The first film in Lumet’s unofficial trilogy about New York City police corruption (followed by Prince of the City and Q&A) recounts the true-life exploits of Frank Serpico (Al Pacino, in an Oscar-nominated performance), a plainclothes cop whose landmark testimony helped to expose the biggest corruption scandal in NYPD history. Filmed on location in four of the five boroughs and set to composer Mikis Theodorakis’ Grammy-nominated score, Serpico endures as one of the great New York crime stories, and a remarkable portrait of one man’s unwavering resolve in the face of widespread intimidation. —Film Society of Lincoln Center
Sidney Lumet (born June 25, 1924) is an American film director, with over 50 films to his name, including 12 Angry Men (1957), Serpico (1973), Dog Day Afternoon (1975), Network (1976) and The Verdict (1982), all of which, except for Serpico (1973), earned him Academy Award nominations for Best Director.
According to The Encyclopedia of Hollywood, Lumet is one of the most prolific directors of the modern era making more than one movie per year on average since his directorial debut in 1957. He is especially noted for his ability to draw major actors to his projects. “Because of his visual economy, strong direction of actors, vigorous storytelling and use of the camera to accent themes,” states Turner Classic Movies. “Lumet produced a body of work that could only be defined as extraordinary.”
One of his steady themes during his career has been the “fragility of justice and the police and their corruption,” according to Thomson’s Biographical Dictionary of Film. He can deliver… read more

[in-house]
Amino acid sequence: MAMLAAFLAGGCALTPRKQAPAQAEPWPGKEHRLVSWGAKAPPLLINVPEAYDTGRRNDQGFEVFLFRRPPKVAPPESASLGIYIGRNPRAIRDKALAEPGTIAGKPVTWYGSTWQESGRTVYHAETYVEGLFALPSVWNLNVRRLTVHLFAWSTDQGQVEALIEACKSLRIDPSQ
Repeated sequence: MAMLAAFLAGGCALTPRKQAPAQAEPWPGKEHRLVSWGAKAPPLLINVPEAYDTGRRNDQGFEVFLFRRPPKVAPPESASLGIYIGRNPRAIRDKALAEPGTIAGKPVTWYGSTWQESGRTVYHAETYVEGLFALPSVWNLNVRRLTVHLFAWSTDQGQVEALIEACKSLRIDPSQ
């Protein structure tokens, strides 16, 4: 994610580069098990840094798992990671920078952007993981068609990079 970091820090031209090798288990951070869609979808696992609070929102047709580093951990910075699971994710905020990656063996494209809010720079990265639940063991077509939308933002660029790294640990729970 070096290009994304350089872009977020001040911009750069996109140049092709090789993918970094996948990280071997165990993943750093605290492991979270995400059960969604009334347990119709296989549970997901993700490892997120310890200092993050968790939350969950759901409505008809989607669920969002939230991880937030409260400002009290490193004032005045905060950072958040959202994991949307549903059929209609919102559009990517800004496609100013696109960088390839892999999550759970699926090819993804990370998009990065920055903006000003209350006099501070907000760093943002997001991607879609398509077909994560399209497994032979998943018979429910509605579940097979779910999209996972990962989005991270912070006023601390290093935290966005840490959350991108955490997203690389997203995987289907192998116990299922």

Lumet demonstrates that there’s a right way of employing shakycam, in lending his film an authentic grittiness and urgency from the start as part of his overall slick, fluent framing; the dramatic front is never really in doubt after that, possessing a lean effectiveness through the economy of his montage: encompassing the putrid crime and corruption as well as the ideals Serpico stands on - the solidarity, the fortitude - which are just as emotively felt, while somehow still managing to avoid being black-and-white in its scorching morality.
I saw this a few months after Dog Day Afternoon. I can't help but feel it is lesser than DDA, but that doesn't change the fact that it's an amazing movie. This true account of how Frank Serpico made it his crusade to fight against police corruption in NY and would stop at nothing to see that justice is upheld is nothing short of inspiring. Serpico is a true hero and Pacino's portrayal ensures he won't be forgotten.
Not the epic 70's masterpiece i wanted but thats what expectations give you! it had many beatiful moments and pacino was excellent but i felt most scenes where far too short because the film has to get through so much which made me feel like i coudn't co0nnect with the films intentions. I certainly prefer dog day afternoon.
If it's going to be a film about cops-and-robbers then Serpico has set the standard. A flawlessly paced story conveyed in smart-as-hell dialogue; camerawork that shifts and cranes its neck over buildings and enemies; urban decay conveyed in the hot and cold, in all its dirty glory; and your perfect/ly tortured hero. When Serpico goes nuts on the loan shark, you make fists cause' you wanna give the guy a hand.
Avec Serpico, Sidney Lumet signe sa première collaboration avec Al Pacino dans un film qui suit la descente aux enfers d’un flic qui refuse toute forme de corruption. Sobrement intitulé au nom de son… read review
Sidney Lumet is a director who captures something crucial in city based dramas surrounding legal and political affairs; with films like 12 Angry Men, The Verdict read review